Bishop James comments on government's response to forestry report

Read the full statement from Bishop James here.

I very much appreciate having had sight of the Government’s response to the Report of the Independent Panel on Forestry. The Panel which was disbanded in July with the conclusion of its work will be meeting again to consider in detail its own response to the Government’s response. However, I would like to offer some personal reactions.

Firstly I would like to pay tribute to Caroline Spelman a) for setting up the Panel in the first place and b) for respecting the independence of the Panel throughout its work.

The Government’s response seems to me to be an unequivocal endorsement of the Panel’s work and recommendations. The Panel’s report was itself a product of reflecting on thousands of submissions from across the range of interests in forestry and from ordinary members of the public and took into account meetings with stakeholders around the country. The Government’s response provides an excellent basis for forestry stakeholders to continue to work in partnership for the future of forestry.

In particular I welcome the unequivocal commitment of the Government to retain the forests in public ownership. The Panel were unanimous in their conclusion that the forests should be held in trust for the nation, not least because of the range of public benefits that the forests provide. I welcome the rescinding of the policy for disposal of 15% of the estate. This is a recognition that the public benefits that flow from forests and woodlands have a legitimate claim on the public purse. I welcome too the setting up of a new body that will have continuity with the Forestry Commission but will be free from Government interference and free to be entrepreneurial. This body will have its own guardians and will be accountable to Parliament. It will also engage with local communities and with the commercial sector. I further welcome the recognition that developing the woodland economy is also good for nature and for people. Although I know there will be debate among my colleagues about the degree of expansion proposed by the Government (their response proposes 12% cover of England by 2060 whereas the Panel proposes 15%) I welcome the direction of travel for English forestry policy expressed in the Government’s response.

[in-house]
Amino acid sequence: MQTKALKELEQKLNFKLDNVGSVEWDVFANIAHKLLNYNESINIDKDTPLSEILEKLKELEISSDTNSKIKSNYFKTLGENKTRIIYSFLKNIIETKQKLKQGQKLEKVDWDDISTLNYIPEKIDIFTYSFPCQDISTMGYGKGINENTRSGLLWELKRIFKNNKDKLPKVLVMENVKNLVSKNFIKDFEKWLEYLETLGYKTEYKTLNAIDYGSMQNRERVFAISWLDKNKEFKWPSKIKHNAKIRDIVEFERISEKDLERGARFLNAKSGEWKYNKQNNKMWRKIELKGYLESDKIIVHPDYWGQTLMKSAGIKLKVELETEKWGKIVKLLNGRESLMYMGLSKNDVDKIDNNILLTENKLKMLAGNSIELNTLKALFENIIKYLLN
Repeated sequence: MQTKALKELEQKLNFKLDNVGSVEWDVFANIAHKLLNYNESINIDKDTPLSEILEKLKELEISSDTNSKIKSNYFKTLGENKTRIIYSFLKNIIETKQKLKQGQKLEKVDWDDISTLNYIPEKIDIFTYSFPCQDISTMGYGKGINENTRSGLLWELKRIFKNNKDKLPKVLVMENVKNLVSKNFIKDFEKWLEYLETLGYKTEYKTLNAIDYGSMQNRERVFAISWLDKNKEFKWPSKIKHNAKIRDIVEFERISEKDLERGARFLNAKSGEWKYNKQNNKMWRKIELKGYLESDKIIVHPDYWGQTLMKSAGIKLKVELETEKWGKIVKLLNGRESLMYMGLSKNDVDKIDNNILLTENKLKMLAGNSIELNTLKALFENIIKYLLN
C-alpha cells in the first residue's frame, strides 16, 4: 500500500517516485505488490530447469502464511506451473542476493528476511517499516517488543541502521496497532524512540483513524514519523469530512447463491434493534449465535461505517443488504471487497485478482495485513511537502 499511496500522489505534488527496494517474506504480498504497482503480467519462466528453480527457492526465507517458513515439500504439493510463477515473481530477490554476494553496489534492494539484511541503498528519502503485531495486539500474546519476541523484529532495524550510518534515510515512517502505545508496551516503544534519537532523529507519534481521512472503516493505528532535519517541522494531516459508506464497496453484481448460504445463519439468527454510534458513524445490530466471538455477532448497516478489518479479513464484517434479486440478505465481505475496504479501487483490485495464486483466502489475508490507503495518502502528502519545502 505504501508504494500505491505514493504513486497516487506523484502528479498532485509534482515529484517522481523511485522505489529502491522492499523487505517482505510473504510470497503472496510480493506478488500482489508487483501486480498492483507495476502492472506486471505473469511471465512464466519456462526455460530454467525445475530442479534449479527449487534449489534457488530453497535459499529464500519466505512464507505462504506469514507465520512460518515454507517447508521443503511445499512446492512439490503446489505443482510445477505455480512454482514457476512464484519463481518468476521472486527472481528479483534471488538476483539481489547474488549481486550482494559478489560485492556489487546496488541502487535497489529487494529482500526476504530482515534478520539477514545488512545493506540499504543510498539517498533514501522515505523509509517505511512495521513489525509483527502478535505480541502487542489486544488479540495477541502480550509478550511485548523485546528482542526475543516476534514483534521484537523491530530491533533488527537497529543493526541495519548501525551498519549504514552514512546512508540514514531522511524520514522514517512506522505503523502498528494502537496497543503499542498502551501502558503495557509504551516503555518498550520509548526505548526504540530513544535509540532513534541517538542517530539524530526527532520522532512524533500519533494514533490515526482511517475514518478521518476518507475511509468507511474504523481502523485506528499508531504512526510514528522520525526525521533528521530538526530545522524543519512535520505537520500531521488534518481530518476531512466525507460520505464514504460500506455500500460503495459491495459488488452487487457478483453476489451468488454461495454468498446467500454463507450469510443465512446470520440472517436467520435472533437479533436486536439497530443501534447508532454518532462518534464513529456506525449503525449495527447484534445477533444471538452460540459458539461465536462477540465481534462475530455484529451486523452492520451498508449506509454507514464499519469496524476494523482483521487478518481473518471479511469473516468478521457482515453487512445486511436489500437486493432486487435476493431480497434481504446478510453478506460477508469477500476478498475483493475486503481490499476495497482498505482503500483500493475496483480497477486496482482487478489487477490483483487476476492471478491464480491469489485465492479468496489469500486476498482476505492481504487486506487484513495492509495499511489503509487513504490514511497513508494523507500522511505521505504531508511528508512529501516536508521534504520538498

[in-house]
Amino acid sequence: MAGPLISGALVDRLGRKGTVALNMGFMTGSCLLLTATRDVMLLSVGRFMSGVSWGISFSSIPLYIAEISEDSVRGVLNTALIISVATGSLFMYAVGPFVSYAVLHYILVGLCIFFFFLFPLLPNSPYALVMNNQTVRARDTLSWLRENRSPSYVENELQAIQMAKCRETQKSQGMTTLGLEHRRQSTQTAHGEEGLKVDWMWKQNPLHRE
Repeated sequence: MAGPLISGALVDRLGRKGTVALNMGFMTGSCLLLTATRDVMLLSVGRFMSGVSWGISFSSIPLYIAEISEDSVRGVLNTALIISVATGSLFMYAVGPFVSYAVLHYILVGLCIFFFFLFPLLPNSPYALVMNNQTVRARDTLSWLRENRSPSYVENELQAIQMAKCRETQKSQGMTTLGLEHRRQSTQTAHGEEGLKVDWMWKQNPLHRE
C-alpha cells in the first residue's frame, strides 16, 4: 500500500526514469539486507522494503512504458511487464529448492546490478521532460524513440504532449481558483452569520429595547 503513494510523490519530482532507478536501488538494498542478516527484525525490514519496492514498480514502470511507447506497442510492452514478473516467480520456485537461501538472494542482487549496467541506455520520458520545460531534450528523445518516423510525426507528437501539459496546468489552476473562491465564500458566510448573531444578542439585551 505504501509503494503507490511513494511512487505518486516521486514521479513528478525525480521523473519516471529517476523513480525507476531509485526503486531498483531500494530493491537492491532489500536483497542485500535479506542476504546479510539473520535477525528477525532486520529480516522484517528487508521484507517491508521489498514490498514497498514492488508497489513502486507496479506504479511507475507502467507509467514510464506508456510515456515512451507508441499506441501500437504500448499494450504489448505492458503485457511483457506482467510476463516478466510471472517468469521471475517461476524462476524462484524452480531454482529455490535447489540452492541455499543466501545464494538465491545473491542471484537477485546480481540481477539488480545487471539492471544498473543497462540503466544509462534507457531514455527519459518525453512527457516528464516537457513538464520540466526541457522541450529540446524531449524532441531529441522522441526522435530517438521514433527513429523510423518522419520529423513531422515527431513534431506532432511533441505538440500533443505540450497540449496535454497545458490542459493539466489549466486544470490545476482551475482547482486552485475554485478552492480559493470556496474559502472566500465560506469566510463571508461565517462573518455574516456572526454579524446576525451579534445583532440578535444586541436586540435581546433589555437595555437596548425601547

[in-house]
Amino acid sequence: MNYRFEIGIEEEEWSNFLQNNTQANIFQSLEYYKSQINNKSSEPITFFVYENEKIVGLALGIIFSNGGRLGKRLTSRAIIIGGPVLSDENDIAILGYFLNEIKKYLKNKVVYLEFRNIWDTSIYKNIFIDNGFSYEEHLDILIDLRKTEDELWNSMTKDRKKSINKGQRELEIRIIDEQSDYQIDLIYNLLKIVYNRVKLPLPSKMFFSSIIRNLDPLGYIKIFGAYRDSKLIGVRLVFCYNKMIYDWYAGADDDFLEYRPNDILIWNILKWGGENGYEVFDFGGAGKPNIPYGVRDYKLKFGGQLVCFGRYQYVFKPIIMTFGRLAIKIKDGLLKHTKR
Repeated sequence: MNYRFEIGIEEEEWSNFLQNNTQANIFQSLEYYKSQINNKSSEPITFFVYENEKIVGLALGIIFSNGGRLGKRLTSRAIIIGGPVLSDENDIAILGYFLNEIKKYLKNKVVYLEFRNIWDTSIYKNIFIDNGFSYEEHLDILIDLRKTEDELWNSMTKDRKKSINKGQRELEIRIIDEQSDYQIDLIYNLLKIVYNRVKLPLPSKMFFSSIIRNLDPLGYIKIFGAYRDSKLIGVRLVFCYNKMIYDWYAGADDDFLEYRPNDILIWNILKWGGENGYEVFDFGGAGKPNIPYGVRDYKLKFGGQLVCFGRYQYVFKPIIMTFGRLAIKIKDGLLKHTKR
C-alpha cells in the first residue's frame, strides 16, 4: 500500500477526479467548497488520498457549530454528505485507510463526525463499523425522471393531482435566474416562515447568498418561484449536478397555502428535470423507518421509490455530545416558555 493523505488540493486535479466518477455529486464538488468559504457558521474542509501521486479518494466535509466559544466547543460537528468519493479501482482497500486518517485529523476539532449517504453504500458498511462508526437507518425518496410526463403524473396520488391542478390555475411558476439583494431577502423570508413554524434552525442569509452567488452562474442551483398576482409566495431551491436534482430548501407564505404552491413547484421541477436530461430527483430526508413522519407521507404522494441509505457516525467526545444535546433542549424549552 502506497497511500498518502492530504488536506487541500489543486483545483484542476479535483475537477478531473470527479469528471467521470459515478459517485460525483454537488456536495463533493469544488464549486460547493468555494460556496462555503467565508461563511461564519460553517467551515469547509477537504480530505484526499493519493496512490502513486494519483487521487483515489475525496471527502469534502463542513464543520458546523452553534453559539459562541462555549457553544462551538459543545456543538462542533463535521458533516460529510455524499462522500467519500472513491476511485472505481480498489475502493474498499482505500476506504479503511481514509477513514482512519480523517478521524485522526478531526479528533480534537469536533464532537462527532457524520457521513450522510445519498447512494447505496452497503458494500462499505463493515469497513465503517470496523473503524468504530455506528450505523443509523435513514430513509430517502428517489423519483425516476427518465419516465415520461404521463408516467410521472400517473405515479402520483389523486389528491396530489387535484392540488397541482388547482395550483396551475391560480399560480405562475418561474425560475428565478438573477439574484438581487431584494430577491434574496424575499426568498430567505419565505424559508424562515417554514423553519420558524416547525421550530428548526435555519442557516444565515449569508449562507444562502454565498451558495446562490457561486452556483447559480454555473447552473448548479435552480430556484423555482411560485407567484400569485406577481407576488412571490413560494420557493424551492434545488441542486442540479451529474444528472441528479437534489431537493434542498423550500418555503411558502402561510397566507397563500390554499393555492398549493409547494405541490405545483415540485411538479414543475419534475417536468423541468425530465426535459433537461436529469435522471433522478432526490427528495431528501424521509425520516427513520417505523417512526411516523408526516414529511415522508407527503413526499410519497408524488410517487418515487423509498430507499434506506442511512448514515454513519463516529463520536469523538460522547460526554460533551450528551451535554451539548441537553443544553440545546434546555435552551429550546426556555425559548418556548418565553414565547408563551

Clearly there are I's to be dotted and T's to be crossed but this response gets the principle that trees are for life in every sense of that phrase.

The response is properly conservative in that it conserves, preserves a vital natural asset and develops it sustainably for a low carbon economy; it is properly liberal in that it liberates the public body to be entrepreneurial and it is socially responsible in that it recognises the right that Government should pay for the public goods which proceed from forests and which are enjoyed by the community.

I look forward to discussing this with my colleagues and to initiating a debate in the House of Lords at the end of February.